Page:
Every anthology that we publish includes an introduction by the school’s Writer-in-Residence. This one is an excellent example, written by Mashuda Snaith to introduces the 2019 anthology by students from the City of Leicester College.
Our stories began where all good stories end; the library. Every Wednesday afternoon, as the corridors swarmed with students exiting the big sliding doors of City of Leicester College, twelve young women would take a different route and enter the library.
They sat on desks behind the bookshelves, scribbling poems, flash-fiction, monologues and dialogues. They did ‘free-writing’ – writing without judgement or fear of getting things ‘wrong’ and letting the words flow. Then they would go to the other end of the spectrum and edit, thinking about what they could add but also doing the far harder work of thinking about what they could take away to make their pieces stronger.
Most of all, they played. With sounds, with words, with ideas. This for me is the joyful part of creative writing (and let’s remember that creative writing should be joyful, at least for most of the time). I believe that it’s when we are at our most playful that we produce the most inventive, personal work, and that definitely proved to be the case with the final pieces that emerged from our First Story sessions.
It seems pertinent that our group was an all-female one in the same year that we celebrated the centenary of women’s suffrage. This was not intentional. I believe writing and reading is for everyone regardless of gender, race, or beliefs. In fact, it is the one form where we can truly escape into someone else’s world without having necessarily lived in it. That’s what makes it so magical as well as so incredibly important.
Neither did having an all-female group particularly affect what we wrote or what I taught, but, when the First Story group decided on naming the anthology ‘The Fault in Our Stories’, I did wonder whether this was a reflection of the insecurity girls and women are constantly filled with from a young age: the scrutiny of the way we look in the media, the need to please when we are told to be ‘nice girls’ and the way we pick out our faults far quicker than we pick our strengths.
But then I did an exercise (inspired by the same exercise that resulted in the shared poem ‘Life is a Box of…’ that opens this anthology) by asking the group to finish the line ‘The Fault in Our Stories is…’. When I read the responses, they were not about the faults in the writers themselves but the faults in society, the faults in Brexit, the faults in stories not told, written on scrunched-up pieces of paper that lay at the bottom of the bin. They were in the fault of stories themselves and how they could ‘never become real’.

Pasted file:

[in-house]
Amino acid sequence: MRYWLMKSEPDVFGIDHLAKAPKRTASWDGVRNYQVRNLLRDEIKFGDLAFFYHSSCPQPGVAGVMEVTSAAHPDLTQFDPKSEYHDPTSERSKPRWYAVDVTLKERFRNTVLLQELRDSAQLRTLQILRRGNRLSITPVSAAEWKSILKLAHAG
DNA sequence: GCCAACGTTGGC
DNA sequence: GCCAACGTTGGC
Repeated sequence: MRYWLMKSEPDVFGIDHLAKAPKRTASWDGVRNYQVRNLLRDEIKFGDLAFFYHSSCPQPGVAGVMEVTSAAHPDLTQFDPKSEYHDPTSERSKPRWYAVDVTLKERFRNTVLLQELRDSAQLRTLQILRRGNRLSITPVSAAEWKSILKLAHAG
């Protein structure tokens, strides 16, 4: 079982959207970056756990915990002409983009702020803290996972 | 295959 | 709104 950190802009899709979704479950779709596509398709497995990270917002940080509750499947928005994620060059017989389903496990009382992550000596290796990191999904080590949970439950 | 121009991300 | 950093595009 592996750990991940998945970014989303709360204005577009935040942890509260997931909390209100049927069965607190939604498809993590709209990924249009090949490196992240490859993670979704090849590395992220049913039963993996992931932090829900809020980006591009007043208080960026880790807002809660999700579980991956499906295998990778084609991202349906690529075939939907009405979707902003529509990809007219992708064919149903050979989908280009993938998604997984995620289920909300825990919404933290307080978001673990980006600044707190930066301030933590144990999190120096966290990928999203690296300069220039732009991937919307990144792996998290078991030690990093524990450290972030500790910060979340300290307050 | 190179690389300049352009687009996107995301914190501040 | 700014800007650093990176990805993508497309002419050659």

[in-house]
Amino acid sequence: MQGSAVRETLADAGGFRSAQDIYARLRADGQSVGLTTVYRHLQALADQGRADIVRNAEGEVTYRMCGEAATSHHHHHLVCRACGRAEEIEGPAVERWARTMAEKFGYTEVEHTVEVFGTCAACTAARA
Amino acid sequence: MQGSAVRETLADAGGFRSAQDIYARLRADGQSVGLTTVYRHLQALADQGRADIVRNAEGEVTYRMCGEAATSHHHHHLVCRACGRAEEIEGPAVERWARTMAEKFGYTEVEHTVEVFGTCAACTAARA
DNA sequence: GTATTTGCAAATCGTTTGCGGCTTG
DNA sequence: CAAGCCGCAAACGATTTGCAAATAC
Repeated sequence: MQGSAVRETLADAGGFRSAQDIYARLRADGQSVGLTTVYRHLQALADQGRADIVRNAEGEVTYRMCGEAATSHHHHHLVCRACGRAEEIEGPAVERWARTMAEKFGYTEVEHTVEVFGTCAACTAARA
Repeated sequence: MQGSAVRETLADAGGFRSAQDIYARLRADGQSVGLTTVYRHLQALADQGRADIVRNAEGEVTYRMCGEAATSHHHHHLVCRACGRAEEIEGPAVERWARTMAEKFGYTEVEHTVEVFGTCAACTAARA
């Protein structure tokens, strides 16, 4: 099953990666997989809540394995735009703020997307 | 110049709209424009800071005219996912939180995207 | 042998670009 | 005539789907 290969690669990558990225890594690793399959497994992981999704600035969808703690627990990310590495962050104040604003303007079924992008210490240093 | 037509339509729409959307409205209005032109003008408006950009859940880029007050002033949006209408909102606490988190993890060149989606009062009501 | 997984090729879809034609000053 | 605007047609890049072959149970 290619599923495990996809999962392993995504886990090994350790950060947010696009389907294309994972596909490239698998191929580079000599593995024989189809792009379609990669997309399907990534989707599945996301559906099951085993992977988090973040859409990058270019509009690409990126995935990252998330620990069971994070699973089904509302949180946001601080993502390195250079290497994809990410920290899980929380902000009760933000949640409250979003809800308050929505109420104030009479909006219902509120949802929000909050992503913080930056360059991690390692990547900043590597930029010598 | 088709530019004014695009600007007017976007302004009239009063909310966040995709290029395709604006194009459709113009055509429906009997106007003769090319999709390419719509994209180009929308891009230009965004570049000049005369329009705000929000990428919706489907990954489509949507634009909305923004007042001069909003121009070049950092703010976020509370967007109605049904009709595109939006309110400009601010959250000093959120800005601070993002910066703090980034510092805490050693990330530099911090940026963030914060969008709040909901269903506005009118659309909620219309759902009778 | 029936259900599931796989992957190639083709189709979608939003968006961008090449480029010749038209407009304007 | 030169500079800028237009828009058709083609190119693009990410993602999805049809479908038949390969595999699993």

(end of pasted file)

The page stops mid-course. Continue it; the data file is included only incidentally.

I found something empowering about this, something honest, something true. Moreover, after reading and editing the final pieces, I feel there’s no small coincidence that the title’s inspiration, The Fault in Our Stars, is also reflected in the many references to stars in the group’s written work and the final cover art. There is a certain level of aspiration in these references, a ‘reach for the stars’ attitude that feeds into the anthology as a whole.
Our stories began where all good stories end; the library. And, in a strange, serendipitous way they will end up there too, in school libraries and the libraries of our homes.
Before we began writing, way back on day one, I asked the group why they wanted to do the sessions. One pupil wrote that she wanted to write creatively ‘like I did when I was younger’, before adding, ‘also because it will improve my English writing skills and is something to put on my personal statement in Year 11’.
This came as a surprise to me. I knew about writing for fun as well as writing as a therapeutic device, but I’d never really thought about how writing can help you in a practical academic sense, even though, on reflection, it had helped me tremendously as an undiagnosed dyslexic teenager to pass my English exams.
With this in mind, I hope this anthology will inspire others to have fun and joy with their writing but also inspire them to attempt to master the crazy beast that is the English language.
I hope that I’ve taught the young women in my group that you do not do this by getting everything ‘right’ the first time, that in fact we learn best when we make mistakes. Because, of course, mistakes, like faults, are not really mistakes but opportunities to learn.
So, let the faults in our stories remain because it is the faults that make us stronger not weaker. And, as the First Story writers at City of Leicester have taught me, it is our faults that make us who we are.